Alice in Wonderland
Why Remaking The Wizard of Oz Is a Really Bad Idea
Fresh on the heels of Alice in Wonderland's box office success, rumors are flying about not one, but two feature film remakes of The Wizard of Oz. Now, there's more than one way to retell a story, and there are a few ways to redo Wizard that would probably work. The odds of Hollywood actually finding those particular ways is unlikely.
More and more often these days, I find myself shouting at movie trailers and announcements: "WHY would you remake that?" Clash of the Titans? The Karate Kid? My Fair Lady?
I'd like to take some time and explain when a remake generally isn't a good idea, and when it generally is, and whether or not this means that The Wizard of Oz is something we should revisit.Read on...
Smoking Caterpillar Robs Alice in Wonderland of G Rating
Alice in Wonderland is hitting theaters today, on regular screens, in 3D, and IMAX 3D. We haven't seen it yet, but we are cautiously optimistic: On the one hand, the beauty of Lewis Carroll's story came from its wit and logic puzzles, not from cr8zy holograms and Johnny Depp as a presumably roguishly sexy Mad Hatter (and early reviews have been mediocre); on the other hand, the trailer did look pretty cool, and Alice in Wonderland seems hard to totally bungle.
Oddly enough, this Alice in Wonderland is rated PG; the original, 1951 Disney animated Alice in Wonderland had a G rating when it was rereleased in 1974. (MPAA ratings didn't exist until 1968.) What accounts for the discrepancy? A certain smoking caterpillar has a lot to do with it, apparently:Read on...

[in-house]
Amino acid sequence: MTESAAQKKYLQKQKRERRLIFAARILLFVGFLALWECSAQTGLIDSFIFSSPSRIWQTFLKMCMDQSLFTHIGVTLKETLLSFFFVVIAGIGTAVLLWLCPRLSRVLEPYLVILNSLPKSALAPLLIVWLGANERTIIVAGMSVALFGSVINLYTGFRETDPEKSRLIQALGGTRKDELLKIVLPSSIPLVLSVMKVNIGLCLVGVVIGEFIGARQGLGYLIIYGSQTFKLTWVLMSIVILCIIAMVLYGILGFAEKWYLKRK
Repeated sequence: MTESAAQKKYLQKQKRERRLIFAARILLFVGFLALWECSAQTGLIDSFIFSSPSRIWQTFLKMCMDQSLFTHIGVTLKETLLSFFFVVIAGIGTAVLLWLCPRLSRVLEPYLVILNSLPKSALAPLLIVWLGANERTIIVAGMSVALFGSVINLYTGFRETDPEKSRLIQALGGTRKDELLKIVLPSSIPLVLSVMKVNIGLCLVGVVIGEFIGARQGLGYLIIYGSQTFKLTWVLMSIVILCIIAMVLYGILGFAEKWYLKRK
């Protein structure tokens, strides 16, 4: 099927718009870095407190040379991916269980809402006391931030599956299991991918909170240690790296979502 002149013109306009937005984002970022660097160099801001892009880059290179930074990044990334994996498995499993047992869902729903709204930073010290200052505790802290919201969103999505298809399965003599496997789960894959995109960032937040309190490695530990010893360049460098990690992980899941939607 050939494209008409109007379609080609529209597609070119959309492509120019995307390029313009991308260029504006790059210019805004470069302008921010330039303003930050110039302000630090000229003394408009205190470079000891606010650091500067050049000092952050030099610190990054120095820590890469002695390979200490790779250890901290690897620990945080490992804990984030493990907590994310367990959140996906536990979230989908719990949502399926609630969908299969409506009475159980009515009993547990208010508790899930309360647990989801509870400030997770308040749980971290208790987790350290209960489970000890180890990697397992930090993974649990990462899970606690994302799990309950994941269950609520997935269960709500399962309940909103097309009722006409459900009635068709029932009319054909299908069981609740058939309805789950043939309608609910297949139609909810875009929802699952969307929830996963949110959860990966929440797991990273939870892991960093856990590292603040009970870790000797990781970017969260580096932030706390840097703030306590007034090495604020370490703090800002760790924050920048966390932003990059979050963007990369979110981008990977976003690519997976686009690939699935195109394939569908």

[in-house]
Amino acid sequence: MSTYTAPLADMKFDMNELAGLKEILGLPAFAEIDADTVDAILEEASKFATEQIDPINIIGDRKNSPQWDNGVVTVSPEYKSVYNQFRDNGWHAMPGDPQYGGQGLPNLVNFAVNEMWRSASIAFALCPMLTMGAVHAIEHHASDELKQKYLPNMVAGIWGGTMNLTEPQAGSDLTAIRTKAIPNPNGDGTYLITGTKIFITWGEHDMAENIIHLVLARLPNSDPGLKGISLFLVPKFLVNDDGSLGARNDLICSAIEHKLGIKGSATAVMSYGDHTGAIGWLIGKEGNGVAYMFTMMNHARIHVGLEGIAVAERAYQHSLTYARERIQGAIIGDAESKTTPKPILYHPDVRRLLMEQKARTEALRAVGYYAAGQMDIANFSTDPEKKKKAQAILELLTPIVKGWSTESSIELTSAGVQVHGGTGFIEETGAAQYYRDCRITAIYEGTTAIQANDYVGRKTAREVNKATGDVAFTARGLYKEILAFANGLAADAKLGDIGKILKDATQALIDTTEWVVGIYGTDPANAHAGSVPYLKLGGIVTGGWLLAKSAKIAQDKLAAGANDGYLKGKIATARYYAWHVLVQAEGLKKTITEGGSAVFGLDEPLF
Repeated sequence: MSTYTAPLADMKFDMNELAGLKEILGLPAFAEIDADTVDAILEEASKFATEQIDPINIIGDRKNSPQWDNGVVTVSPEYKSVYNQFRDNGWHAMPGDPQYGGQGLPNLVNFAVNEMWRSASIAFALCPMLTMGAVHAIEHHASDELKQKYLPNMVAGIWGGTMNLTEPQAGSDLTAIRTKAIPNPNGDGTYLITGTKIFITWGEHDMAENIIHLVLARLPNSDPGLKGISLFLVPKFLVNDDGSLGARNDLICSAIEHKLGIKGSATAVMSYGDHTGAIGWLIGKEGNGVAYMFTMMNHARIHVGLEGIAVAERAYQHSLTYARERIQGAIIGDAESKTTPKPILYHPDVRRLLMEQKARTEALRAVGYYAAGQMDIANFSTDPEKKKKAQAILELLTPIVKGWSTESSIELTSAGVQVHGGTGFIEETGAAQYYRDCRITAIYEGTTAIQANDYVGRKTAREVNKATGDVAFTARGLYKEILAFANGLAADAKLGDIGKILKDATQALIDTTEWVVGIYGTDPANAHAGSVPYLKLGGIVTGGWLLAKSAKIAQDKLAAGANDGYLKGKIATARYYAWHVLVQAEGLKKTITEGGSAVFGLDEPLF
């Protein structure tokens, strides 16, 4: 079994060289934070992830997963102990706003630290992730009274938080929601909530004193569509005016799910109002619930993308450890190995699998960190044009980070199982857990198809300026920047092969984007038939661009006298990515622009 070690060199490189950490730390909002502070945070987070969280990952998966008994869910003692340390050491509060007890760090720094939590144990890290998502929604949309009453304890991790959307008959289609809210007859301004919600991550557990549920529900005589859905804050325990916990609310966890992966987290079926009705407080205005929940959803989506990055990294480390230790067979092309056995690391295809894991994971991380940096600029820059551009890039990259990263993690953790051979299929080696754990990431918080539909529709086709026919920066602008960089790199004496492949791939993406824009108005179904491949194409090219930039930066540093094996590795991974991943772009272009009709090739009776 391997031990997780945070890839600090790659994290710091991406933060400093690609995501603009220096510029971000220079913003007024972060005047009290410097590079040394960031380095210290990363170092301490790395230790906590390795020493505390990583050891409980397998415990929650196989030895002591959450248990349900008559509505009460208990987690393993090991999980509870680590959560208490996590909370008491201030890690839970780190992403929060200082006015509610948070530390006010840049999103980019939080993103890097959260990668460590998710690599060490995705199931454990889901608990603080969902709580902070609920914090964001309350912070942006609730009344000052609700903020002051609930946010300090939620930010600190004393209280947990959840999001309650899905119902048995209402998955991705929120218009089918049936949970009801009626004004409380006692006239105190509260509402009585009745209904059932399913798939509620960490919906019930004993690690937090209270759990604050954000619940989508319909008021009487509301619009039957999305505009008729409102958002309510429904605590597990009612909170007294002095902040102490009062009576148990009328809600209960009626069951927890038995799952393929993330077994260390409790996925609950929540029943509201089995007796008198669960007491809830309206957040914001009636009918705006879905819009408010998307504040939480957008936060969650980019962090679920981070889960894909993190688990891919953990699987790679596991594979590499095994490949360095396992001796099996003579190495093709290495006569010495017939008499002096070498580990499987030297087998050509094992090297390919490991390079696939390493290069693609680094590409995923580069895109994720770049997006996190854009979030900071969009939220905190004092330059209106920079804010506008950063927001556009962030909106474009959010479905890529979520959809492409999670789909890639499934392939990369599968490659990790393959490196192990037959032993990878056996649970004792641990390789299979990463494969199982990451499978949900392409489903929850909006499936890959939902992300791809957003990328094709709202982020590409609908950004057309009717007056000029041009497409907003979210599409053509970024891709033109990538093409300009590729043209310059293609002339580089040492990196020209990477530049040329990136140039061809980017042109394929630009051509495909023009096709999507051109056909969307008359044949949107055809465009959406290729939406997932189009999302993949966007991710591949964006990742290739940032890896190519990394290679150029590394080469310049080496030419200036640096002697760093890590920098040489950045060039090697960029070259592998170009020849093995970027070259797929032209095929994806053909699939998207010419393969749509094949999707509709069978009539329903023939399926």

All of Alice in Wonderland, One Tattoo
Medway, MA-based tattoo artist Holly Azzara has condensed the story of Alice in Wonderland -- from rabbit hole to Cheshire Cat to Red Queen -- into one glorious full-back, double-sleeve tattoo.Read on...
Disney Launching New Clothing Line Aimed At…Goths?
Disney has a long history of taking its princess characters and turning them into merchandising juggernauts the likes of which the world has never seen (since Star Wars, that is.) Their mission continues, with a movie you may not have thought of, and to a sub-culture that you wouldn't think would be very receptive to overtures from "The Happpiest Place on Earth." But, according to The Wall Street Journal, Disney has licensed a line of clothing, accessories, and fragrances based on Tim Burton's Alice in Wonderland to Hot Topic, aimed at "young women and teenage girls, particularly those who gravitate to darkly romantic entertainment like the "Twilight" series." Translation: goths.Read on...